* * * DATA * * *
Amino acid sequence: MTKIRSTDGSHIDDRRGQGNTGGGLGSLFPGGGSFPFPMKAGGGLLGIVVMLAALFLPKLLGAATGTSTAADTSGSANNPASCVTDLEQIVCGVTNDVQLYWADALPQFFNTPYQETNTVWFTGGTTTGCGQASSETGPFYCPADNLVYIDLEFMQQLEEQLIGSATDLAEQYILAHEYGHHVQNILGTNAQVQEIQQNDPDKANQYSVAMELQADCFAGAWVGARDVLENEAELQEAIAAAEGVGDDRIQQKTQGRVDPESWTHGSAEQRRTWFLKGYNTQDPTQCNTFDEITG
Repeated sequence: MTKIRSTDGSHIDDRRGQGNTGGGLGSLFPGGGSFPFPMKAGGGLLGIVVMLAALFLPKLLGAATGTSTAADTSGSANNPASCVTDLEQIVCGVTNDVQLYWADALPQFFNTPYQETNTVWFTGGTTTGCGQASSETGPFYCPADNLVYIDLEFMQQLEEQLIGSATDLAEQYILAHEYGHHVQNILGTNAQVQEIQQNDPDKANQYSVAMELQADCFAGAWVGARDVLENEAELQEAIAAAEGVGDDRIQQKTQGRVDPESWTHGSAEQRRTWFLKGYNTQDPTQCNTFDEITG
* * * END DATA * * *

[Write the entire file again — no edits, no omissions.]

Amino acid sequence: MTKIRSTDGSHIDDRRGQGNTGGGLGSLFPGGGSFPFPMKAGGGLLGIVVMLAALFLPKLLGAATGTSTAADTSGSANNPASCVTDLEQIVCGVTNDVQLYWADALPQFFNTPYQETNTVWFTGGTTTGCGQASSETGPFYCPADNLVYIDLEFMQQLEEQLIGSATDLAEQYILAHEYGHHVQNILGTNAQVQEIQQNDPDKANQYSVAMELQADCFAGAWVGARDVLENEAELQEAIAAAEGVGDDRIQQKTQGRVDPESWTHGSAEQRRTWFLKGYNTQDPTQCNTFDEITG
Repeated sequence: MTKIRSTDGSHIDDRRGQGNTGGGLGSLFPGGGSFPFPMKAGGGLLGIVVMLAALFLPKLLGAATGTSTAADTSGSANNPASCVTDLEQIVCGVTNDVQLYWADALPQFFNTPYQETNTVWFTGGTTTGCGQASSETGPFYCPADNLVYIDLEFMQQLEEQLIGSATDLAEQYILAHEYGHHVQNILGTNAQVQEIQQNDPDKANQYSVAMELQADCFAGAWVGARDVLENEAELQEAIAAAEGVGDDRIQQKTQGRVDPESWTHGSAEQRRTWFLKGYNTQDPTQCNTFDEITG